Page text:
A Purdue professor will receive the highest honor for technological achievement from President Barack Obama later this fall.

Rakesh Agrawal, the Winthrop E. Stone Distinguished Professor in the College of Engineering, received an email last week notifying him that he will receive the National Medal of Technology and Innovation at the White House.

The National Medal of Technology and Innovation recognizes those who have made lasting contributions and helped strengthen the technological workforce.

Agrawal said he was nominated for this award by his co-workers in the industry before he was a professor at Purdue and promptly forgot about it afterward.

“I was very pleasantly surprised,” he said. “You never dream of these things, they just happen.”

Agrawal was one of five recipients of the medal. Seven other researchers across the nation will receive the National Medal of Science.

Obama said in a press release that Agrawal, along with the 11 other laureates, are key individuals in the effort to better the world.

“Each of these extraordinary scientists, engineers and inventors is guided by a passion for innovation, a fearlessness even as they explore the very frontiers of human knowledge, and a desire to make the world a better place,” Obama said. “Their ingenuity inspires us all to reach higher and try harder, no matter how difficult the challenges we face.”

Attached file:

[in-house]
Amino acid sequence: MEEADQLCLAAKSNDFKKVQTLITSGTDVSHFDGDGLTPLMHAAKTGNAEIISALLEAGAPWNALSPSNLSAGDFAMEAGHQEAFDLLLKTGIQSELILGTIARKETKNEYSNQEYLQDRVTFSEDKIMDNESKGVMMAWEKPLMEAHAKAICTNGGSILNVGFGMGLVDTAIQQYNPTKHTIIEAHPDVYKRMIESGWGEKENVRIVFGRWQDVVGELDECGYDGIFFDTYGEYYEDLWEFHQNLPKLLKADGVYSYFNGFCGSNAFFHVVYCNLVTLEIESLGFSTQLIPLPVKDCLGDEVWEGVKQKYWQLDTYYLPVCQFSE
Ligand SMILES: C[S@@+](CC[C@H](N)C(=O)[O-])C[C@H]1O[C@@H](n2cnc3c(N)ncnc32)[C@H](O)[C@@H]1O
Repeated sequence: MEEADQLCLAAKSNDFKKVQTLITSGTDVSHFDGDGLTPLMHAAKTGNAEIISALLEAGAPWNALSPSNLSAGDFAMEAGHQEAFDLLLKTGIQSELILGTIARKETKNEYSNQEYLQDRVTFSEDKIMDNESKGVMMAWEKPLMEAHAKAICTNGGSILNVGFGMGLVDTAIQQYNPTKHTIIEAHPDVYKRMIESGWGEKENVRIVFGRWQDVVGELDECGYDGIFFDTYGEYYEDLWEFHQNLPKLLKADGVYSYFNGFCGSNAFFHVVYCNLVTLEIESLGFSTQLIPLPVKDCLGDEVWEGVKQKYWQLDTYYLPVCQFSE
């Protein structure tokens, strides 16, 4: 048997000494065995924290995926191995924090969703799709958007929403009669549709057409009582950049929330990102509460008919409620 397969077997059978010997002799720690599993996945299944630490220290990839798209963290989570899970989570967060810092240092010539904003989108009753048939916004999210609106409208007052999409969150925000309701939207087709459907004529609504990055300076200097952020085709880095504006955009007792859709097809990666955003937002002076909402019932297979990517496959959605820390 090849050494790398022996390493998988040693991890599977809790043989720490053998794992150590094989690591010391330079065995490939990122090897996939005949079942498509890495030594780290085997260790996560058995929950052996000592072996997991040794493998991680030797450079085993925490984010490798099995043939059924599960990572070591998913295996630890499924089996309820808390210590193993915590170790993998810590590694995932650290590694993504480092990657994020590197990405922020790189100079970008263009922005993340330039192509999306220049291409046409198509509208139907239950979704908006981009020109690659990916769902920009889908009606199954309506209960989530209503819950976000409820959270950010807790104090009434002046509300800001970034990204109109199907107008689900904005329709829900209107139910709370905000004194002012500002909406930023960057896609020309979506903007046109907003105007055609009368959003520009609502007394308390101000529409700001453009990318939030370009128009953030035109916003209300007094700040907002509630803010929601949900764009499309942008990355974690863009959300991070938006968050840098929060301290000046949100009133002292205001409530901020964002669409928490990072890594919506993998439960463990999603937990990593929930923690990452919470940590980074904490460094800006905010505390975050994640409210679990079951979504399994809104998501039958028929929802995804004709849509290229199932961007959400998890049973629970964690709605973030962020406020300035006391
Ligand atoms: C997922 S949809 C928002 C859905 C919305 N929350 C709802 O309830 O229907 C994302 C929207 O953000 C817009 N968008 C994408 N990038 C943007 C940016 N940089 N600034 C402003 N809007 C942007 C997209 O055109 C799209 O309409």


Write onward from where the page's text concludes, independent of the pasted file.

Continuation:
Agrawal who received this award for his work in creating ultra high purity acid, holds 116 U.S. patents, nearly 500 non-U.S. patents and authored 93 technical papers.

The National Science and Technology Medals Foundation states that Agrawal’s innovations have had “significant positive impacts” across multiple industries.

Agrawal’s current research at Purdue is focused on renewable energy. He and other University professors are trying to create low-cost solar cells and also convert biomass into liquid fuel.

Agrawal will receive this award later this year during a White House ceremony.

“The news has not sunk in yet,” Agrawal said. “I must say that I am truly privileged to go there and meet our president.”

Agrawal is the third Purdue faculty member to have received this award. Jerry Woodall, a distinguished professor of electrical and computer engineering, and the late Leslie Geddes, a distinguished professor of biomedical engineering have also received the National Medal of Technology.